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Buckley v. Fulton B. Huston

New Jersey Superior Court, Appellate Division


Decided: July 9, 1971.

ROMANUS J. BUCKLEY, REVENUE COMMISSIONER OF THE DEPARTMENT OF COLLECTION OF THE CITY OF PHILADELPHIA, PLAINTIFF-APPELLANT,
v.
FULTON B. HUSTON, DEFENDANT-RESPONDENT

Conford, Kolovsky and Carton. The opinion of the court was delivered by Conford, P.J.A.D.

Conford

[115 NJSuper Page 369]

This is an appeal from a judgment of the Atlantic County District Court denying recovery by the taxing authority of the City of Philadelphia of delinquent wage taxes due over a long period of time from defendant, a New Jersey resident who was employed during that period in Philadelphia.

The issues argued before us have revolved around two questions: (a) whether New Jersey has authorized collection here of this tax by enactment in 1962 of an amendment of N.J.S.A. 54:8A-46 (L. 1962, c. 70, § 9); (b) whether, independent of the statute, New Jersey should as a matter of general policy allow its courts to be used for recovery of taxes owing to an out-of-state taxing jurisdiction.

We have concluded (1) that by the enactment of the statute cited above the Legislature has made the terms and conditions of that act the conclusive criteria for the existence vel non of a right of recovery of the taxes here involved, and (2) that the act, properly construed, precludes recovery.

In 1961 the Legislature adopted L. 1961, c. 32, commonly known as the Emergency Transportation Tax Act. The purpose of the act was to raise money to meet the costs of solution of commuter transportation problems in so-called critical commuter areas comprising parts of New Jersey and other states -- such areas to be designated annually by the Commissioner of Transportation. The act provided for a New Jersey state income tax on New Jersey residents deriving income in the critical commuter area of the other state and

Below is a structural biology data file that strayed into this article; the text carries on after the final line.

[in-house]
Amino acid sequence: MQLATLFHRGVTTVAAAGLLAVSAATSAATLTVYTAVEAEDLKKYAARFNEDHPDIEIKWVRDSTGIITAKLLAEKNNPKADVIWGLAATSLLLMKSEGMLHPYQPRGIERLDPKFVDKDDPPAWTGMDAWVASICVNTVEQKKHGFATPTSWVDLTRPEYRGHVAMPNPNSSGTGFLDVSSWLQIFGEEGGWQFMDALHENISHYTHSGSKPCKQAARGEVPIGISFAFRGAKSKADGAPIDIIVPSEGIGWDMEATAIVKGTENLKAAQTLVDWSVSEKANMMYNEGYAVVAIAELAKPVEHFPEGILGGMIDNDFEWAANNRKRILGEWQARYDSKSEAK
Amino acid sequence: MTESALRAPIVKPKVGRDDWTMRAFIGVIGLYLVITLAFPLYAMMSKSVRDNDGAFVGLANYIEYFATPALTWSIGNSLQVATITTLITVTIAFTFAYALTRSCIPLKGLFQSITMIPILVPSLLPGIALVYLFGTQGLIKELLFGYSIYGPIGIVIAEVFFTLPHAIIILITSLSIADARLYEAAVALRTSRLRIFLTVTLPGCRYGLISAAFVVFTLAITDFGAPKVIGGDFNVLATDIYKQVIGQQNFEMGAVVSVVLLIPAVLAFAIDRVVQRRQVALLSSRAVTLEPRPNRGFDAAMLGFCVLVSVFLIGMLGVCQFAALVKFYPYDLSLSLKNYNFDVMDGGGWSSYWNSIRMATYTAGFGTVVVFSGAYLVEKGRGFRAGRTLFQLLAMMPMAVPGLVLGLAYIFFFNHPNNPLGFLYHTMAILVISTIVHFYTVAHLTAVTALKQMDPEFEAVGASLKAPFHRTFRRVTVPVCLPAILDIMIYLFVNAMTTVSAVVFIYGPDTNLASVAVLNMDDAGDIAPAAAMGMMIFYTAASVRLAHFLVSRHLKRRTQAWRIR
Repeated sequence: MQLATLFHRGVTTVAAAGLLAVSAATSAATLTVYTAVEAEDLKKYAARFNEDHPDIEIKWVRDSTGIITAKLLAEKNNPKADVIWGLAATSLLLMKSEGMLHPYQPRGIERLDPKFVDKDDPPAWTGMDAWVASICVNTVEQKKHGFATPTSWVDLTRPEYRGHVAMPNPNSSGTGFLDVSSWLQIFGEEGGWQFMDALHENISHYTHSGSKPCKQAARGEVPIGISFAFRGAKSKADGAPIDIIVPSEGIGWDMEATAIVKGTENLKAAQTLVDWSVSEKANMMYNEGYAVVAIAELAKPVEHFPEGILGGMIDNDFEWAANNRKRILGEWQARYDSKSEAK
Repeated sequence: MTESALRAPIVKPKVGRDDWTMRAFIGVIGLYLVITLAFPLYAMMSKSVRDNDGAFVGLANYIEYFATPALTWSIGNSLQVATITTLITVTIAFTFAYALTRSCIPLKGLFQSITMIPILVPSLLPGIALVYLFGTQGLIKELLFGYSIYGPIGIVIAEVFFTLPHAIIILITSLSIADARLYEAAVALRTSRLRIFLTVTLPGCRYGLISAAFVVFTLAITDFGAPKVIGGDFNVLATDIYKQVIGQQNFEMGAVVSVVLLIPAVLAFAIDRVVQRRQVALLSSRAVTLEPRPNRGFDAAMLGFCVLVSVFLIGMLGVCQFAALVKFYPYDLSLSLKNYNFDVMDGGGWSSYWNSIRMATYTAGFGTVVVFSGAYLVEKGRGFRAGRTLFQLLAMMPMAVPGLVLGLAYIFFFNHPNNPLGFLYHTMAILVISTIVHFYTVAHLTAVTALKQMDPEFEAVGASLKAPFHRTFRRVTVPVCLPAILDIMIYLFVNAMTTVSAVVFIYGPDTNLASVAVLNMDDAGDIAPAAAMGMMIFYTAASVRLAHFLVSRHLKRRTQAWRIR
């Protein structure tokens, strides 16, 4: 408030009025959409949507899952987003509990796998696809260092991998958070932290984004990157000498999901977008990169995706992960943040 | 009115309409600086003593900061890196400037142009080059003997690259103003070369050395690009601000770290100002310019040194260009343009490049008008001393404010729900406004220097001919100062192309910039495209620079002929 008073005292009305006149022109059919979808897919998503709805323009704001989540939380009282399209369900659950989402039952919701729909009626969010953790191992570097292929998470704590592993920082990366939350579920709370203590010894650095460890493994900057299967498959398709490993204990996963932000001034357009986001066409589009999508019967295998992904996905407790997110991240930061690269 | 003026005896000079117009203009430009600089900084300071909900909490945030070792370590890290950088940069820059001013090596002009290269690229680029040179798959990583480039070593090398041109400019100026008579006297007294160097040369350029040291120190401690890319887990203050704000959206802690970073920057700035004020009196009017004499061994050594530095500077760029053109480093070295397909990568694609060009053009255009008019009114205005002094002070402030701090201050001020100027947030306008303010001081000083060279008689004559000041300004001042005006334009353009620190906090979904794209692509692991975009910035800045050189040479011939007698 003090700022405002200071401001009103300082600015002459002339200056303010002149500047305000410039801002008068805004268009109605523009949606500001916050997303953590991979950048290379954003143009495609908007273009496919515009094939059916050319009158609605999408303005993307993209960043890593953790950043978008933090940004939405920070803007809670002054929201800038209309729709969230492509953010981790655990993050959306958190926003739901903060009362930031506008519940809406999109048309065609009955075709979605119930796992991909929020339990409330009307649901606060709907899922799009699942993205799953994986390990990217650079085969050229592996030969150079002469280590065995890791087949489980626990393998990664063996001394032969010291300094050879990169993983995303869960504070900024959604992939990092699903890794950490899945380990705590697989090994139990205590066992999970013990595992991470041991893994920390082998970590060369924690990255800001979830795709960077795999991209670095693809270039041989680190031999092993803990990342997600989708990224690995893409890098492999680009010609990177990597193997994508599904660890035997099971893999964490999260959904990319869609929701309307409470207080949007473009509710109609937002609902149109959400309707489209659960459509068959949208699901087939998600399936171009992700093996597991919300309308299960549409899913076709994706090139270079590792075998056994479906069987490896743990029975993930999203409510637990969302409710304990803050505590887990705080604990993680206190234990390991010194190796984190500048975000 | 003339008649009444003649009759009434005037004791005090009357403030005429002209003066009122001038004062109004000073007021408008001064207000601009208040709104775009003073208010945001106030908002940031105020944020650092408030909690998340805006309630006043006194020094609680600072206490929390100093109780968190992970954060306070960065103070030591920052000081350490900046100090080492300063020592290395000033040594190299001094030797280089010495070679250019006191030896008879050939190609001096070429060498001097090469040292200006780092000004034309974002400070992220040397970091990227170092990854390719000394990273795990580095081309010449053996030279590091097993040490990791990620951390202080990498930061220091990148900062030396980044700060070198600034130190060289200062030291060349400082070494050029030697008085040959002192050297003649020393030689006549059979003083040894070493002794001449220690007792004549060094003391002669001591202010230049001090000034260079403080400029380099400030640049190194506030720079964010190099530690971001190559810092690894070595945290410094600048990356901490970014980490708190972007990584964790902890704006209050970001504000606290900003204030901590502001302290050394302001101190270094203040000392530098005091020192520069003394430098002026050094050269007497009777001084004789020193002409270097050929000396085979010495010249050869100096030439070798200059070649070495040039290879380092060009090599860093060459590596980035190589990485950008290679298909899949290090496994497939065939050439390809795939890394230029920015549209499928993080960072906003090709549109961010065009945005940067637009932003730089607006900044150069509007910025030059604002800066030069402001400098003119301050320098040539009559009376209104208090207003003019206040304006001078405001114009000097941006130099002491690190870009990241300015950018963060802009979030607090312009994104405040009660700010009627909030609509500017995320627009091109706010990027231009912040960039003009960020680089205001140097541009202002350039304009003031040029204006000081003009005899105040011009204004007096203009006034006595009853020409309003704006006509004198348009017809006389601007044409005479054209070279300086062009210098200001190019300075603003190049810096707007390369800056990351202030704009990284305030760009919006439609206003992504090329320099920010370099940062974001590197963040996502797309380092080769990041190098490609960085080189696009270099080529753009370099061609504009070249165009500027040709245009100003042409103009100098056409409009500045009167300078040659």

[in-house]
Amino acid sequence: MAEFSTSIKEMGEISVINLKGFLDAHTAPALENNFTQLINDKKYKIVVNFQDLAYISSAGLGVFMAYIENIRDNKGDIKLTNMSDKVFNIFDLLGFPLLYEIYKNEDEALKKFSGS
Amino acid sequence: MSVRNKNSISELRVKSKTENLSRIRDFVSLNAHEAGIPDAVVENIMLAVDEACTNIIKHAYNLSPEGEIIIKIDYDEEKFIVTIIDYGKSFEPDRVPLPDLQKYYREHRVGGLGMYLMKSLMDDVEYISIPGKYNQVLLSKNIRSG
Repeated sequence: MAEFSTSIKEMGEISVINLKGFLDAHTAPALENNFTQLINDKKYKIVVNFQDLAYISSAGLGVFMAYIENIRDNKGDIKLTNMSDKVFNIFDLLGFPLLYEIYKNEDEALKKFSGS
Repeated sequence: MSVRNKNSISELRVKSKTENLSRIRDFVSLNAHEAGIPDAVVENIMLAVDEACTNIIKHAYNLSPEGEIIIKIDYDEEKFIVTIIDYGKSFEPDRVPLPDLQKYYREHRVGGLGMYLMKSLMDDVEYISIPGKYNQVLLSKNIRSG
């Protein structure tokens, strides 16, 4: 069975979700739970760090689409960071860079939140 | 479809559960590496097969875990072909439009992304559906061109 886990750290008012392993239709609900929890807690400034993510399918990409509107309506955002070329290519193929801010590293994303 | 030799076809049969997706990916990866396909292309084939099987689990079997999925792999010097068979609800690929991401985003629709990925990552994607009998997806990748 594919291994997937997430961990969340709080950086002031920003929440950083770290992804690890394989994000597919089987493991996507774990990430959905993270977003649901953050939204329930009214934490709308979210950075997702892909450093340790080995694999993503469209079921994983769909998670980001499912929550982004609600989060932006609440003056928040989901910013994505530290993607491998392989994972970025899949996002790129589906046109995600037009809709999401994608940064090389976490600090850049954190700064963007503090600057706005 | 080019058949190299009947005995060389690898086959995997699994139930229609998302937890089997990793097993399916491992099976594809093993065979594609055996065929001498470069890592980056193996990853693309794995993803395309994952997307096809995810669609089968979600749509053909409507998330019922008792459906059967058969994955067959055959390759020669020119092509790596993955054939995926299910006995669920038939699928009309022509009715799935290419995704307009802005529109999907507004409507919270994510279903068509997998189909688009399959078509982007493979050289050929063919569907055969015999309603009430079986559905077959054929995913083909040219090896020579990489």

[115 NJSuper Page 370]

on residents of that state deriving income within the critical commuter area here, with a contemplated scheme of credits by either such state (New York long has provided for such a credit) against income taxes imposed by it for the amount of payments of tax to the other. From the beginning the only critical commuter area designated administratively has been the New York-New Jersey metropolitan area.

In 1962 the act was amended (L. 1962, c. 70, § 9) to provide as follows (N.J.S.A. 54:8A-46):

(a) At the request of the Division of Taxation, the Attorney General may bring suit, in the name of this state, in the appropriate court of any other State to collect any tax legally due this State under this act.

(b) The courts of this State shall recognize and enforce liabilities for taxes lawfully imposed by any other State, upon incomes , which extends a like comity to this State, and the duly authorized officer of any such State may sue for the collection of such a tax in the courts of this State. * * *

(c) For the purposes of this section, the words "tax" and "taxes" shall include interest and penalties due under this act, and liability for such interest or penalties or both, due under a taxing statute of another State shall be recognized and enforced by the courts of this State to the same extent that the laws of such other State permit the enforcement in its courts of liability for such interest or penalties or both, due under this act. (Emphasis added.)

The county district court held that the provisions of (b) of the foregoing were controlling, and that since it specified only taxes imposed by another "State" as the permitted object of an action here, taxes imposed by a municipality in another state were not intended to be recoverable here. Although we disagree with the approach of the county district court in regarding the statutory provision as a taxing statute, and therefore of a category which should be construed in favor of the taxpayer, we nevertheless agree with the result reached. The pertinent provisions of N.J.S.A. 54:8A-46 are not taxing legislation but of a jurisdictional nature. The act should be fairly construed in the light of its language and such appropriate indicia of actual legislative intent as are available.

[115 NJSuper Page 371]

We believe that when the legislators referred in (b) to "taxes * * * imposed by any other State," they were using the term "State" as it would be understood in common parlance, i.e. , to describe taxes imposed by the legislature of another state, assessed and collected by state officials and deposited into the general state treasury for use as appropriated by the legislature. This is to be contrasted with local taxes, which, although authorized by the state legislature, are assessed, collected and disbursed locally and for local governmental purposes.

Several separate considerations, over and above the common signification of the language used, conduce to the stated result.